The self-proclaimed Turkish republic of Northern Cyprus had a territory, a government and a huge ambition, behind which, of course, Turkey stood. To strengthen its position, Turkey decided to artificially create a population by bringing to Cyprus, so to speak, “Anatolian shepherds” – villagers from central and eastern Turkey. The repercussions of this forced displacement of peoples are still evident today. The Turkish Cypriots are secular and liberal. The demographic imbalance forces them to live according to externally imposed laws, from schools to religion, parliament and government.

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The artificially created population has not advanced the issue of recognition one bit and has only further complicated the problem. Naturally, the Republic of Cyprus refuses to recognize Turks as its citizens and to issue them passports. And what about the children of mixed marriages when one of the parents is a Cypriot Turkish and, therefore, a Cypriot and European citizen, and the other is an occupant Turkish who “came from Turkey”? Dilemma.

For decades after the war no one wanted to invest in the central part of Nicosia, and it gradually fell into decay. Now only the poorest residents of Nicosia settle there, the vast majority are foreigners from the third world.

In Nicosia the farther from the center, the more prestigious the area. However, it is uncomfortable to live at the very outskirts: there are no trees and parks, infrastructure (stores, pharmacies, schools, gas stations) is not developed. In summer, the landscape in this area, with its resemblance to the Martian desert, combined with the heat and dust, makes the inhabitants inevitably bored.

The best areas of Nicosia are Engomi, Agios Andreas, Agios Homologites, Agios Pavlos, Makedonitissa, parts of Aglantzha and Strovolos, Lakatamia, Latcha.

Here are the villas of the wealthy immersed in the greenery. The middle class prefers simple houses or townhouses – houses with a common wall with neighbors. Many live in apartments. Because of the high seismic hazard in Cyprus 20 years ago stopped building houses higher than three floors, so all new residential buildings in Cyprus are small apartments (no more than 9-12 apartments).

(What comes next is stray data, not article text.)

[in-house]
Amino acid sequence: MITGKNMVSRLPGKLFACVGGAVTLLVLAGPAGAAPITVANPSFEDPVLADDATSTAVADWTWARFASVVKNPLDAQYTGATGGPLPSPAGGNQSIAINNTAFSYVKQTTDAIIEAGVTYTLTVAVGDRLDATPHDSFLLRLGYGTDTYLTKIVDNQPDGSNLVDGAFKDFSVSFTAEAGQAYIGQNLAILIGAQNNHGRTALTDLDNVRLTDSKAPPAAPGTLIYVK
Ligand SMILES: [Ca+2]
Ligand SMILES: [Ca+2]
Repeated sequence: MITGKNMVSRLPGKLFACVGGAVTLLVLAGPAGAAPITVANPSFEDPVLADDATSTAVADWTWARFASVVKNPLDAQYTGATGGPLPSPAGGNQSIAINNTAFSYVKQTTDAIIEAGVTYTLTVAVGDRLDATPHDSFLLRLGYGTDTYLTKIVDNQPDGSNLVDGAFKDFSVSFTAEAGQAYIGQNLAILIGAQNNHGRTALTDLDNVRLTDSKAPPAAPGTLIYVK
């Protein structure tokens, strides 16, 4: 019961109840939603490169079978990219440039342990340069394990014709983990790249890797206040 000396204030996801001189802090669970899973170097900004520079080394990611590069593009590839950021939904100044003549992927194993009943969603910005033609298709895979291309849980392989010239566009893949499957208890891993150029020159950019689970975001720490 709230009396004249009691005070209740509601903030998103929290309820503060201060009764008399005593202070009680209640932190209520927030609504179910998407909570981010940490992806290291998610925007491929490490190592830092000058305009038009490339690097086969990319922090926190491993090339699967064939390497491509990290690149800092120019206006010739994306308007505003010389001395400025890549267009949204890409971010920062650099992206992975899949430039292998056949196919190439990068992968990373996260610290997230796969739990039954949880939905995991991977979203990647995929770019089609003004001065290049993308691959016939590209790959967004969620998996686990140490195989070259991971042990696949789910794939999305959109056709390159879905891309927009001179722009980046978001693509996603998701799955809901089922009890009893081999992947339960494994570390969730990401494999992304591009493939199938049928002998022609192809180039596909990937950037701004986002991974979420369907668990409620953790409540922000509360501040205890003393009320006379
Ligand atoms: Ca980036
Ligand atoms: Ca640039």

However, because of the same building boom (read: greed for profits in an effort to grab their share of the pie from the “citizenship for investment” program) the Limassol epidemic has spread to Nicosia – the fashion for skyscrapers, and the first of them is already being built in the city center.

There are embassies and consulates of many countries in Nicosia, there are theaters, museums and concert halls, periodic cultural and sporting events, there are several English schools, one French, as well as colleges and universities.

Apartments start at 70-80,000 euros (studio or one-bedroom apartment in an older building). A new one-bedroom apartment will cost at least 100,000 – 120,000 euros, an apartment with two to three bedrooms – from 130,000 euros to 300 – 500,000 euros, depending on the area.

The cost of houses starts at about 120,000 euros – it will not be a new house, requiring major repairs and is located in an area populated by immigrants. Something more decent will cost from 220 – 250 000 euros; the upper limit is not – in connection with the construction boom, real estate prices in Cyprus rushes into infinity.